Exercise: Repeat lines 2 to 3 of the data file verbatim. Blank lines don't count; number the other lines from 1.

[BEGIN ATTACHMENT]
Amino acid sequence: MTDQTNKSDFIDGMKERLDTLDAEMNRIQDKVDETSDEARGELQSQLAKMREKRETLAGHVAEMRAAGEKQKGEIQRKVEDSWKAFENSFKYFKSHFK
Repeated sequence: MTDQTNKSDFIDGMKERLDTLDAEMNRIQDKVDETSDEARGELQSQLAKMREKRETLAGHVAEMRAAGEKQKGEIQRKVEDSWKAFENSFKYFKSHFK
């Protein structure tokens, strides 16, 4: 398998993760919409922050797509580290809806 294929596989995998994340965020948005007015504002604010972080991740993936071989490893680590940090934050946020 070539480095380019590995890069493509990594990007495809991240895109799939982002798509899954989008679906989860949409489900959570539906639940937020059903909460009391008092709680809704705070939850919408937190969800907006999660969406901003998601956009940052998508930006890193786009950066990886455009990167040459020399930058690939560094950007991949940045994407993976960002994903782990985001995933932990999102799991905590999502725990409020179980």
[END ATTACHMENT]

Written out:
Repeated sequence: MTDQTNKSDFIDGMKERLDTLDAEMNRIQDKVDETSDEARGELQSQLAKMREKRETLAGHVAEMRAAGEKQKGEIQRKVEDSWKAFENSFKYFKSHFK
């Protein structure tokens, strides 16, 4: 398998993760919409922050797509580290809806 294929596989995998994340965020948005007015504002604010972080991740993936071989490893680590940090934050946020 070539480095380019590995890069493509990594990007495809991240895109799939982002798509899954989008679906989860949409489900959570539906639940937020059903909460009391008092709680809704705070939850919408937190969800907006999660969406901003998601956009940052998508930006890193786009950066990886455009990167040459020399930058690939560094950007991949940045994407993976960002994903782990985001995933932990999102799991905590999502725990409020179980």